Joe Haden, metal sculptor, refines and redefines with a delicate touch.
by Annette Palmer, photography by Chris Spicks
(this article was originally featured in The Woodlands City Lifestyle Magazine)
When you meet Joe Haden, you meet a man whose work and artistry are his life, working with the toughest of materials and dangerous tools, fire, metal and sheer grit. He is a tall gent with a beard, clad in his signature uniform of denim overalls and accompanied by his constant companion, Mrs. Jones. If you have ever visited The Houston Art Car Museum or enjoyed The Orange Show annual Art Car Parade, then you will undoubtedly have viewed some of Haden’s fantastical creations. A pioneer of The Art Car Parade, now in its 36th year, he continues to invent creative, humorous designs with incredible artistry. He’s won “Best in Show” 5 times! This is quite a departure from Haden’s initial engineering career; originally employed in the aerospace industry, he designed components for the stealth bomber and then later worked for Bell Helicopter. Embracing his love of design, he began constructing homes. “I saw the homes as individual sculptures” he states, “it awoke my design aesthetic, I would personally design and build the homes”. He would add character by introducing a subtle artistic detail to every project. The struggle between engineering and art is somewhat contradictory, the rigid rules and precision of engineering versus the playfulness, creativity and experimentation of the artistic journey. Eventually focusing full time on his art practice, Haden expresses “It’s always play, if it’s not play, it’s work”
Tools of choice include a plasma cutter, oxygen acetylene torch, and blacksmithing equipment including an anvil, propane, and coal forge. With these heavy-duty means, he can create filigree designs on the most unforgiving, hard materials. Pretty florals and fragile feathers emerge, as intricate shapes are cut and formed from discarded farm equipment, oil cans, shovels, rakes and other metal utilitarian basics. Once again, we see a contradiction in his work, the softness and femininity of the patterns and designs of the lightweight subjects, borne from the hardest, heaviest and strongest elements, The “Paradox of Containment” vessels, include obsolete milk churns and oil cans, with lace like patterns cut into the body of the containers, creating holes in something designed to hold and preserve liquids, transforming these abandoned functional items into fine art pieces with a narrative. The shadows created when light shines through the multiple elegant cutouts are as beautiful as the physical item, with a play on shadows cast, and positive and negative spaces, another paradox.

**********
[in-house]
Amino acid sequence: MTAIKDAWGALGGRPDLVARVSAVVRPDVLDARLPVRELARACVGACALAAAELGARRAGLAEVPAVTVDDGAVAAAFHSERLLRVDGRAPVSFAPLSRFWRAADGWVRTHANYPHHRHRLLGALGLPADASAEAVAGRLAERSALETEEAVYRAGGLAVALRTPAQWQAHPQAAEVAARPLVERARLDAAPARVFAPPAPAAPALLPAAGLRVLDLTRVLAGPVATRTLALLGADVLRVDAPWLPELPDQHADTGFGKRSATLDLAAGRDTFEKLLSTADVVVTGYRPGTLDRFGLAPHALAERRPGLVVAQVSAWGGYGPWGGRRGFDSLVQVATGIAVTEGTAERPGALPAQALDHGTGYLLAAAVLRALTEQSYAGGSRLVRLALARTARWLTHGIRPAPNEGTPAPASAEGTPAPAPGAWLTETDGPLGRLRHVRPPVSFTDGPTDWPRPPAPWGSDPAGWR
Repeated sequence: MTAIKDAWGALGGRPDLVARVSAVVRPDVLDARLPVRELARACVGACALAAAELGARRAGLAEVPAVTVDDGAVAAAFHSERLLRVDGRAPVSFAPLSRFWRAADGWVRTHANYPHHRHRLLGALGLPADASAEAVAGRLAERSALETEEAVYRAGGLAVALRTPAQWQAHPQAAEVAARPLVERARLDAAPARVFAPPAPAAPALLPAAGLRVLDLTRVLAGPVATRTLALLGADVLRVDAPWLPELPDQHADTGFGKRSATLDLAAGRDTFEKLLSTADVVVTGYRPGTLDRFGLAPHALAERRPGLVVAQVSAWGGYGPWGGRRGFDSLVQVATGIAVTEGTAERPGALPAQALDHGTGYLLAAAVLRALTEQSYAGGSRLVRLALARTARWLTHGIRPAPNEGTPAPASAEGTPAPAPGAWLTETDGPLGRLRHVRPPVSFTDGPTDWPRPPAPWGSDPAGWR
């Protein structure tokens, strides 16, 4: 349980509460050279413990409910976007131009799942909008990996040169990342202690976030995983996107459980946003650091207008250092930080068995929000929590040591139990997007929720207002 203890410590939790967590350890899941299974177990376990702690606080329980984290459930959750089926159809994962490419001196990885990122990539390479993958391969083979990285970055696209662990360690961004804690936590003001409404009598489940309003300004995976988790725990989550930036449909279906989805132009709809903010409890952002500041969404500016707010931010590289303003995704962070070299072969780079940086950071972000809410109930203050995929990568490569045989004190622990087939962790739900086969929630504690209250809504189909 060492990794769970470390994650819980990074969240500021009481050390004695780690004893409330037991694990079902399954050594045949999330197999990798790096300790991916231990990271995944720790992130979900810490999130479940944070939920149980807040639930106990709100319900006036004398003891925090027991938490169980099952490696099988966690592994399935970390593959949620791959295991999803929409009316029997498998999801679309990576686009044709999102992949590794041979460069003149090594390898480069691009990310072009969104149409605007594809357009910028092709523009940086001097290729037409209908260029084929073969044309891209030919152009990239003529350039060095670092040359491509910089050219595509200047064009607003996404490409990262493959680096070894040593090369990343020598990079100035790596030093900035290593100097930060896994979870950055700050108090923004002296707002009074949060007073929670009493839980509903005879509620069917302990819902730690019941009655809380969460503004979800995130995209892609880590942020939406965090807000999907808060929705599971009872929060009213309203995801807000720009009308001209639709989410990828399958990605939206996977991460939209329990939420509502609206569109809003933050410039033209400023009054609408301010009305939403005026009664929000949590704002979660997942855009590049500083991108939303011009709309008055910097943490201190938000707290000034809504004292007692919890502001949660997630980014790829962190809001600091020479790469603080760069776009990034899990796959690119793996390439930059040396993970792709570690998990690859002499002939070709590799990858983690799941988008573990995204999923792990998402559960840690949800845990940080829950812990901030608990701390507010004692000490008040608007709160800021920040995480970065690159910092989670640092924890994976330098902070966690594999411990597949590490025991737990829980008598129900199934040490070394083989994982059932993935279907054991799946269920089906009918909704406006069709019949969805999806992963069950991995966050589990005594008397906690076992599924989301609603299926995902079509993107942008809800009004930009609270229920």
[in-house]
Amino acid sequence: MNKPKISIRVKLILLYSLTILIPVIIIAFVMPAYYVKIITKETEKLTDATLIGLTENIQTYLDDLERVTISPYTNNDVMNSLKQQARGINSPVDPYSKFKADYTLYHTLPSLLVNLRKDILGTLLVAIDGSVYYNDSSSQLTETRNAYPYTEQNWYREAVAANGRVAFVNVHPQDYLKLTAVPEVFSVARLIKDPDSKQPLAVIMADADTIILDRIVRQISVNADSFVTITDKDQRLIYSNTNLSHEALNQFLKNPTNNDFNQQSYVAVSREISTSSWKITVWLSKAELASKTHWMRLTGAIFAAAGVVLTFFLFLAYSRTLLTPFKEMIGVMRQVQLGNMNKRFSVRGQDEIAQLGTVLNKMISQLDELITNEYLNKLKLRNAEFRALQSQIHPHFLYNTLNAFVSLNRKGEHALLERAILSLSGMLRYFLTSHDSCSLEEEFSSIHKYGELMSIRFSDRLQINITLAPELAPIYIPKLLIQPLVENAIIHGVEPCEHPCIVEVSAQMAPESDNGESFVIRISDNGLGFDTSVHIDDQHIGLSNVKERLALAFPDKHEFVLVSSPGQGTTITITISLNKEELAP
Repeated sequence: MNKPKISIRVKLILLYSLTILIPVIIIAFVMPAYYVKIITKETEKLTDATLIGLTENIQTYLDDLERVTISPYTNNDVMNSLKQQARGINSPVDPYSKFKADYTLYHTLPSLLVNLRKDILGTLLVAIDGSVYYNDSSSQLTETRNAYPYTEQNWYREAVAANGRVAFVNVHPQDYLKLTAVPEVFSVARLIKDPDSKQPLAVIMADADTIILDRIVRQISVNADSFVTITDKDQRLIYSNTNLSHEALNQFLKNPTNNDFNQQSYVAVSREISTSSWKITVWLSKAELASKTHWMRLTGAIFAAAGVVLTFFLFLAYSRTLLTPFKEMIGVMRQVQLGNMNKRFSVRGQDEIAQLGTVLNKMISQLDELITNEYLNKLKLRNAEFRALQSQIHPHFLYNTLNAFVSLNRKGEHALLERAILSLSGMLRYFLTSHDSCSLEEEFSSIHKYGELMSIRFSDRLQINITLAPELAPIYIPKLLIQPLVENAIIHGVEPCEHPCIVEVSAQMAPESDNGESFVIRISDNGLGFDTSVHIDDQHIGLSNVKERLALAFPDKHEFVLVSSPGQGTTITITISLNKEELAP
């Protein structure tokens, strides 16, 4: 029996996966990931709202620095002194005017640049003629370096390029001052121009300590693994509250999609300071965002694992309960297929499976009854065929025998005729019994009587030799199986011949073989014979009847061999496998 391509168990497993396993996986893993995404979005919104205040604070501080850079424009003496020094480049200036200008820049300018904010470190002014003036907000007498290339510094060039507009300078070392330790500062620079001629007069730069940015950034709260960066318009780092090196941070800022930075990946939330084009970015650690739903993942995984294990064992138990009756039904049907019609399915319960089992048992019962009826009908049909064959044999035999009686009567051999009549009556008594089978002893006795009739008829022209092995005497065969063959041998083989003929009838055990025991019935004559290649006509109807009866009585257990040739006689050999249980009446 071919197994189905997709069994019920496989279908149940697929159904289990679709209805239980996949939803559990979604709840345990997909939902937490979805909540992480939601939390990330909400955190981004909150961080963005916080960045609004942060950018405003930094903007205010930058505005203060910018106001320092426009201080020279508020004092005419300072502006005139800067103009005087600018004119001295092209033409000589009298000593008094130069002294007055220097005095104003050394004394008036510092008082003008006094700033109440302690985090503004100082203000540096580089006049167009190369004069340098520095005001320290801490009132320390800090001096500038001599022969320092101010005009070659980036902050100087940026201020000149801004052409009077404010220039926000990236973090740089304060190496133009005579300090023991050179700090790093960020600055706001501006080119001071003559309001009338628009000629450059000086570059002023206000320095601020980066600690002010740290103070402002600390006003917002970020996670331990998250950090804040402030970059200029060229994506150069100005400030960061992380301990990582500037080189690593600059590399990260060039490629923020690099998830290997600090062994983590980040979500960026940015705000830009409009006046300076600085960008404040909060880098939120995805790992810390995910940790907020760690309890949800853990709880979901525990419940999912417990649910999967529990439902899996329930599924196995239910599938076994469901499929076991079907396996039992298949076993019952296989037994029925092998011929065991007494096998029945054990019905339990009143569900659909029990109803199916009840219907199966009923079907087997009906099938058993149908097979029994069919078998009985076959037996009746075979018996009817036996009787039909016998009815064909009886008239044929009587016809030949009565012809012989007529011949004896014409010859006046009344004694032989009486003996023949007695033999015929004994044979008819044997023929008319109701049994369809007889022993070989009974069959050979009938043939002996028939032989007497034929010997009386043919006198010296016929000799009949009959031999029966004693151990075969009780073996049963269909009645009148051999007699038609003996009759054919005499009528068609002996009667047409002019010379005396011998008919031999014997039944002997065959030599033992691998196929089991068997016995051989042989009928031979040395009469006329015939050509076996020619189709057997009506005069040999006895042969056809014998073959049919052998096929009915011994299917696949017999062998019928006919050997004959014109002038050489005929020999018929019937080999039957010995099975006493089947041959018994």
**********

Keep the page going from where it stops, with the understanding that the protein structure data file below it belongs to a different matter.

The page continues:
Haden is inspired by the avant-garde dada art movement of the 1920’s, which explored absurdity and artistic freedom as a reaction to a global situation. As well as an acknowledgment of the upcycling movement and the fulfillment of creating something new from something old. Haden elaborates “The practice of using found objects poses its own set of problems, working around existing design features adds a whole new challenge, and it’s important to work the problem into the beauty of the piece, which ultimately adds to the end result.”
This heavy machinery and force with an almost industrial feel may lead us to think that Haden is a man as tough as steel, but we would be mistaken. Constant companion, Mrs. Jones, his 9lb rescued chihuahua rarely leaves his side and Haden tends to her every need with love and tenderness. He is a master of the Japanese art of reiki, a positive technique that focuses on energy vibrations. His mother, who was an expert in the reiki field, taught him this meditative process that rests the brain and calms our thoughts. He enjoys meditation and other aspects of self-care, believing that ultimately, respect for yourself and others is what makes the world go round. “It’s all about the balance of life, like the balance between engineering and art”, he says. Those that enjoy astrology would also find it interesting to find that Haden is a Libra, the horoscope sign represented by the scales, it’s about finding the equilibrium and seeing the lighter side of the heavier things, just like his art. Haden works from his family ranch in Crockett, Texas, the same ranch that has been in his family since the early 1800’s is a place of peace and inspiration, a tranquil sanctuary. His mother was born here and when she became unwell 15 years ago, Haden went home. The ranch years were a time of immersion, isolation and routine, when he cared for his mother, worked on the ranch, and made art. Literally returning to his roots, he could sense the earth beneath him and experience a connection to the spiritual energy of his ancestors and history, the connection with nature, the constellations, and the universe.
The Houston Art Car Museum, 140 Heights Blvd, Houston, will present “Joe Haden”, a solo exhibition, new sculptures will showcase alongside his inaugural photography collection. The opening reception for this event is between 6 – 9pm, on Saturday, June 17th, the show runs until the end of September.